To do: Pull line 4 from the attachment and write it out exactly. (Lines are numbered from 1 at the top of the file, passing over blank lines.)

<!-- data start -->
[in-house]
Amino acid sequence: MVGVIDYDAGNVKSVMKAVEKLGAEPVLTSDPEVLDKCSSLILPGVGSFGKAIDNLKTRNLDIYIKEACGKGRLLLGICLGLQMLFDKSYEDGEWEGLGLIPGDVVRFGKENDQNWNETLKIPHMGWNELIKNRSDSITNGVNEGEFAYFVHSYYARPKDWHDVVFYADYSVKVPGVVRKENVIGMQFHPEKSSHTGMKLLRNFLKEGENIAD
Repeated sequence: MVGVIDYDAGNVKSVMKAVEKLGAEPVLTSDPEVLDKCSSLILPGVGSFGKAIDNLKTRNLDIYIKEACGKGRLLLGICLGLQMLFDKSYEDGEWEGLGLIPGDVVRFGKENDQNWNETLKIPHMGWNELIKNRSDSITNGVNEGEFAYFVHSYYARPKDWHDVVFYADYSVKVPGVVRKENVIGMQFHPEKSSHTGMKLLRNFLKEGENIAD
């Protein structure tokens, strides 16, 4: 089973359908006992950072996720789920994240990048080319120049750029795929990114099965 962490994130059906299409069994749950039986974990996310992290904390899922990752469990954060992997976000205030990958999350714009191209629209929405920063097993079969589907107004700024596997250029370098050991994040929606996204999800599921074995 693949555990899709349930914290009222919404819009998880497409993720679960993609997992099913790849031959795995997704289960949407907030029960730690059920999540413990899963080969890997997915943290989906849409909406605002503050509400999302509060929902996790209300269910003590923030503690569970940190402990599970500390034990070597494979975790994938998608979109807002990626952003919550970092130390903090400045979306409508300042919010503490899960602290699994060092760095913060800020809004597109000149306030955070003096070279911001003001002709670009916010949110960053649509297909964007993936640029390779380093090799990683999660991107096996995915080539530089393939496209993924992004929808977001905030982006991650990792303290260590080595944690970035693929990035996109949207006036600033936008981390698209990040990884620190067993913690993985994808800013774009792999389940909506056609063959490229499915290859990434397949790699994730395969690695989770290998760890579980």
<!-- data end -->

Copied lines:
């Protein structure tokens, strides 16, 4: 089973359908006992950072996720789920994240990048080319120049750029795929990114099965 962490994130059906299409069994749950039986974990996310992290904390899922990752469990954060992997976000205030990958999350714009191209629209929405920063097993079969589907107004700024596997250029370098050991994040929606996204999800599921074995 693949555990899709349930914290009222919404819009998880497409993720679960993609997992099913790849031959795995997704289960949407907030029960730690059920999540413990899963080969890997997915943290989906849409909406605002503050509400999302509060929902996790209300269910003590923030503690569970940190402990599970500390034990070597494979975790994938998608979109807002990626952003919550970092130390903090400045979306409508300042919010503490899960602290699994060092760095913060800020809004597109000149306030955070003096070279911001003001002709670009916010949110960053649509297909964007993936640029390779380093090799990683999660991107096996995915080539530089393939496209993924992004929808977001905030982006991650990792303290260590080595944690970035693929990035996109949207006036600033936008981390698209990040990884620190067993913690993985994808800013774009792999389940909506056609063959490229499915290859990434397949790699994730395969690695989770290998760890579980």